Drugs are very quick in effectiveness, as they start showing progress in the patients’ health at least 2 weeks after the medicine is taken. 

This type of biological treatment is usually more effective if the cause of the phobia is only genetic.

However, these drugs/medicines are not to be taken without a doctor’s prescription or consultation. 

Two types of drugs are used in the treatment of this phobia:

                       i. Anti-anxiety Drugs

Medicines like Klonopin are anti-anxiety drugs.

They are most commonly used with patients who experience panic attacks and also lowers their anxiety by binding to receptor cells of the brain that cause these unpleasant symptoms. 

                      ii.   Antidepressant Drugs

These drugs, as the name suggest don’t only treat depression but are also very effective in treating phobias.

Medicines like Paxil reduce the anxious feelings of a person and makes him feel calm.

They need to be taken on a daily basis but not without a doctor’s advice.

Whether the cause of Odontophobia, or any other type of specific phobia is genetics, environmental or both, the best and the most effective way of treating them is by using a combination of both biological treatments (drugs) with cognitive treatment (for example CBT/exposure therapy).

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Titles to read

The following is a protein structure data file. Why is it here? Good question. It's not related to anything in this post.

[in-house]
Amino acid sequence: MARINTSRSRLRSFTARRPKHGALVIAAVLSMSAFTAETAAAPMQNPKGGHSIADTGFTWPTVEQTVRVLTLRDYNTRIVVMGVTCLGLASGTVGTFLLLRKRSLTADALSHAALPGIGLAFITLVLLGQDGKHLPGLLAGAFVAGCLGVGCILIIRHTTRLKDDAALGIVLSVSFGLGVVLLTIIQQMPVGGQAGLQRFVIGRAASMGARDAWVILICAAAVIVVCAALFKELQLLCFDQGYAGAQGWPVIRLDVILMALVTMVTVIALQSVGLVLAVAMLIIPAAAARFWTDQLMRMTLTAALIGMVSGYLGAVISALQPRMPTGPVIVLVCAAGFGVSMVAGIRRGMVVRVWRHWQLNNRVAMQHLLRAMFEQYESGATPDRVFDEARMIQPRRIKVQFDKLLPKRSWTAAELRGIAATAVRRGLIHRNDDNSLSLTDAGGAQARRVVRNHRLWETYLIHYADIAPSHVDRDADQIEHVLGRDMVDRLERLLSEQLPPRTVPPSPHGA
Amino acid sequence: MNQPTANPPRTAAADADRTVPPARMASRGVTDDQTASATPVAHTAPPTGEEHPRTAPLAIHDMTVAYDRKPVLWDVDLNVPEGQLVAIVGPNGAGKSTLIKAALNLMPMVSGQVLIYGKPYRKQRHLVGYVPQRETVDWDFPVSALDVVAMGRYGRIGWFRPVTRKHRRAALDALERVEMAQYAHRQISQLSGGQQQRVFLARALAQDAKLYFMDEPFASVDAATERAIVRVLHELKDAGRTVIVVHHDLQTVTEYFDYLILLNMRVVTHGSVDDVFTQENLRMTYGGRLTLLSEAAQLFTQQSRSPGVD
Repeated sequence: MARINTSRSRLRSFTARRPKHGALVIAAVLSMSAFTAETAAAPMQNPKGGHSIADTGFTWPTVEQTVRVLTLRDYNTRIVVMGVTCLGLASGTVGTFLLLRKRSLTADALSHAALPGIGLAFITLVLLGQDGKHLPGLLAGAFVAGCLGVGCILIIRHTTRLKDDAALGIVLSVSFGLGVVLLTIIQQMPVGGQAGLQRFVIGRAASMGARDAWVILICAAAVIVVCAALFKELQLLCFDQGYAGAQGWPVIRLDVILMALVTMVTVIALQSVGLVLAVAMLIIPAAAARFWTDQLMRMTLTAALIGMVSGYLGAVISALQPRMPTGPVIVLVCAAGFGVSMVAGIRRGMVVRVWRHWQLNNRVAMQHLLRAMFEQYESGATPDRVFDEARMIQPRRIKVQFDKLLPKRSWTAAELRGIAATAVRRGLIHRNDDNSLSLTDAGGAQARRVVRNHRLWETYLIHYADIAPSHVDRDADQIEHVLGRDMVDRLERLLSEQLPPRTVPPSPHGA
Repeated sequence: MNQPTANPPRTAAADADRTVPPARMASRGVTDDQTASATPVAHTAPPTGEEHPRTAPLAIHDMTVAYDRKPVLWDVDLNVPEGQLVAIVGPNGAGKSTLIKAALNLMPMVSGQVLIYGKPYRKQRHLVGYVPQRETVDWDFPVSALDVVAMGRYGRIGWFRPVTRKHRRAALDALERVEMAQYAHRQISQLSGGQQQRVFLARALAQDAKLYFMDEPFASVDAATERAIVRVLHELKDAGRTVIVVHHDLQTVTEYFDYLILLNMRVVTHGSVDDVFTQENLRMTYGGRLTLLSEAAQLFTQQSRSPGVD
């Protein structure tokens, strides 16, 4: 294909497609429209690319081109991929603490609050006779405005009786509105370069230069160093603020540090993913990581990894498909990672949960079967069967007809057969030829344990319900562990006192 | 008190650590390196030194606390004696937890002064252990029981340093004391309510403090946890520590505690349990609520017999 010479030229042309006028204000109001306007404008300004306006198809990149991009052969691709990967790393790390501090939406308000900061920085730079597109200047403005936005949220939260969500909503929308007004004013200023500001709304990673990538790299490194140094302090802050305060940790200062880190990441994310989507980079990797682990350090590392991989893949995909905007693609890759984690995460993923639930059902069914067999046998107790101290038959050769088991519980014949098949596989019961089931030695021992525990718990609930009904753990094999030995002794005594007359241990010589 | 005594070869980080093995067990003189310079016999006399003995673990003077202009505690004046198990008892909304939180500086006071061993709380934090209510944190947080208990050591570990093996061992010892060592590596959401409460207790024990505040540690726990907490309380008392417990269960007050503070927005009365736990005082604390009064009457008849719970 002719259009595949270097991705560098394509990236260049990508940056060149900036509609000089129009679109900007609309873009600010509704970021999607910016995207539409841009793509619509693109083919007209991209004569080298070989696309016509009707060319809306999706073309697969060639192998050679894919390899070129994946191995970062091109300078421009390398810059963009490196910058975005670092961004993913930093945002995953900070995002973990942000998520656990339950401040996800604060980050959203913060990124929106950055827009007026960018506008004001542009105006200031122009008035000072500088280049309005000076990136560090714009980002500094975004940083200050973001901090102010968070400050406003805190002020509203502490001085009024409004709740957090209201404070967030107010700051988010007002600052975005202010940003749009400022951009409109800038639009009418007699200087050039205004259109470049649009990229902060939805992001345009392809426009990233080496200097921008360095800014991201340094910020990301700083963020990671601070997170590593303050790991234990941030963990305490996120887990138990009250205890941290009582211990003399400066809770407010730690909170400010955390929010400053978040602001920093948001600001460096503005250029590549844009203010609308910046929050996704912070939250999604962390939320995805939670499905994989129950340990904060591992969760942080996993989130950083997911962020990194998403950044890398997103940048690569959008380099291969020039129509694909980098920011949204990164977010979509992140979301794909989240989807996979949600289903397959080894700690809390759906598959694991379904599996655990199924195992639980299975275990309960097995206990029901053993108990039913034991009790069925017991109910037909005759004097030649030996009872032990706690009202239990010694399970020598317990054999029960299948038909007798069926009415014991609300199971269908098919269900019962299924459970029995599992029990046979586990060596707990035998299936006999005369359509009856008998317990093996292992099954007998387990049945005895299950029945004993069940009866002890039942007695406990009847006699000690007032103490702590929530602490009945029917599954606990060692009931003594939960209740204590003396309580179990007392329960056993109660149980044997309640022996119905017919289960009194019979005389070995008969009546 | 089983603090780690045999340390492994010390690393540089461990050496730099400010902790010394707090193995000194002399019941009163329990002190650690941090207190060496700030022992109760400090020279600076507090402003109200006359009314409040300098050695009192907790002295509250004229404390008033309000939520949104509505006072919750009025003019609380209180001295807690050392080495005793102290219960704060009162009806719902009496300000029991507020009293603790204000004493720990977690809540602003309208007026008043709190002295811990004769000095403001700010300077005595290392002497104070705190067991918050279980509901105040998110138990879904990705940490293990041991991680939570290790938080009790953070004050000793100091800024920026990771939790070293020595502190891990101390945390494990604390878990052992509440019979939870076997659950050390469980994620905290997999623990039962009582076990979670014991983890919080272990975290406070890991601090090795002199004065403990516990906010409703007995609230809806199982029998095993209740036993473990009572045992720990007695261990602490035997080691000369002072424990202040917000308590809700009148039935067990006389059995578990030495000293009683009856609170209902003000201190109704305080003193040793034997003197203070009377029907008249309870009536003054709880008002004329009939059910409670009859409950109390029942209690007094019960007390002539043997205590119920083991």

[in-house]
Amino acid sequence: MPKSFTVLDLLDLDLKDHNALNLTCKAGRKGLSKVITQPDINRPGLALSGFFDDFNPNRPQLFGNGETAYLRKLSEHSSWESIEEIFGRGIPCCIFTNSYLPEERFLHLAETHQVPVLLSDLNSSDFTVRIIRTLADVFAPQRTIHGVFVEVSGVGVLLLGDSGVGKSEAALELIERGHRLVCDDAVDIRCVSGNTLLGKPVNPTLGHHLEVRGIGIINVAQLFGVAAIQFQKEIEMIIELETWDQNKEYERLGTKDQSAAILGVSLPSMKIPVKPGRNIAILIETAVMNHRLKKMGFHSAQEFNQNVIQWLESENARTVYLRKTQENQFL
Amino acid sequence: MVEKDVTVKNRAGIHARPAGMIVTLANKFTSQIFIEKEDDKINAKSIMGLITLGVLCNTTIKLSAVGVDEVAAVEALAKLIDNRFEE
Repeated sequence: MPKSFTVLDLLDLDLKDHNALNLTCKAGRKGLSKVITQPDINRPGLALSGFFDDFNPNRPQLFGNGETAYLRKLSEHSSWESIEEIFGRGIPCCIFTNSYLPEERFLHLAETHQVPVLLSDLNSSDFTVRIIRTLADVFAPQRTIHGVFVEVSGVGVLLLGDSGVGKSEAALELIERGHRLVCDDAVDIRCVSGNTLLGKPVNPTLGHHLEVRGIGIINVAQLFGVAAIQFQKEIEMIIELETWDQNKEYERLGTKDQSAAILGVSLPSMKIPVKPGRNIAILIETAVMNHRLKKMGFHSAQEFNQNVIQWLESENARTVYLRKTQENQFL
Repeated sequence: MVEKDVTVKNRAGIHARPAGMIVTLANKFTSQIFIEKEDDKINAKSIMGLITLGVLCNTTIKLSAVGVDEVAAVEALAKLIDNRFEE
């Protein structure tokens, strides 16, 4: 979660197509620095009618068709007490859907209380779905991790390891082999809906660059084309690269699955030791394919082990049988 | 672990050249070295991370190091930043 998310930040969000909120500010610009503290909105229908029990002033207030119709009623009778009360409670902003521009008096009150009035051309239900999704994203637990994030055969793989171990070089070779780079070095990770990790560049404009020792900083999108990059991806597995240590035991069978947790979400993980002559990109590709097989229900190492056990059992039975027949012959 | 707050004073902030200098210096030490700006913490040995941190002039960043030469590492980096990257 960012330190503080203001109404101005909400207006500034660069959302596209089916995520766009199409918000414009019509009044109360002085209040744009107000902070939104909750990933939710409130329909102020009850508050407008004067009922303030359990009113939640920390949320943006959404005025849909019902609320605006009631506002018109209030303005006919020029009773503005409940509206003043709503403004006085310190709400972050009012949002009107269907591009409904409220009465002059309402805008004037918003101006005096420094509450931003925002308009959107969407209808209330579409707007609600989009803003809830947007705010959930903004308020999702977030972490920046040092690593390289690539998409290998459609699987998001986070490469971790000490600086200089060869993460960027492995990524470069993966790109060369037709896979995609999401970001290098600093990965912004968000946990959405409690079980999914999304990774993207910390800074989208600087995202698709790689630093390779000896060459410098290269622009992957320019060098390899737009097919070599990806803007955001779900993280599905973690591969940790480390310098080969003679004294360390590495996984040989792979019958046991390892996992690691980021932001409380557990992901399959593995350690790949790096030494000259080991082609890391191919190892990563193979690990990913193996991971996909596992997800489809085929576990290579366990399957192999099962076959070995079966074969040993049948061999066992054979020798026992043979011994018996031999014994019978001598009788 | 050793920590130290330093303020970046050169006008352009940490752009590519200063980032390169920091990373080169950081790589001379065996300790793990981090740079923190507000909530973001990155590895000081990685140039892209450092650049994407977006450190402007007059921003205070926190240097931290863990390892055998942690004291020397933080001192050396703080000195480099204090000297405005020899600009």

• Stop Fear from Stopping You: The Art and Science of Becoming Fear-Wise

by Helen Odessky

  • Badass Ways to End Anxiety & Stop Panic Attacks! A counterintuitive approach to recover and regain control of your life

by Geert Verschaeve

  • Science of Yoga: Understand the Anatomy and Physiology to Perfect your Practice

by Ann Swanson

  • How to Overcome Fear of the Dentist: A Patient’s Guide to Understanding Dentistry

by Bertrand Bonnick Dds Magd Ddocs Afaaid and Kaye Bonnick Mba

Frequently Asked Questions 

Q1) Is dental anxiety real? 

Dental anxiety also known as dental phobia is real and one of the most common phobias. 

Q2) How can I reduce dental anxiety? 

By consulting a health professional, one can overcome his dental anxiety.

Effective therapies used to treat anxiety include exposure therapy, CBT and or medicinal drugs. 

Q3) What are the symptoms of Odontophobia? 

Extreme anxiety, panic attacks, nausea and or increased heart rate are one of the many symptoms one experiences in Odontophobia. 

Q4) How is Odontophobia caused? 

One develops Odontophobia as a result of some genetic predisposition or an unpleasant past experience of dental surgery.

This environmental trigger, along with genetics can cause Odontophobia.

Examples of other interesting phobias

Enetophobia
Hobophobia
Kolpophobia
Kopophobia
Kosmikophobia
Negrophobia
Zelophobia

Citations 

  • https://psychtimes.com/odontophobia-fear-of-teeth-or-dental-surgery/
  • https://www.anxietyuk.org.uk/get-help/anxiety-information/anxiety-disorders/dental-phobia-odontophobia/
  • www.apa.org
  • www.psychologytoday.com

What is Odontophobia? (A Summary)

Juanita Agboola

Juanita Agboola is the editor in chief of HFNE and an expert in mental health online. She has been writing about online behavior, mental health and psychology issues since 2012. All Guides are reviewed by our editorial team which constitutes various clinical psychologists, PhD and PsyD colleagues.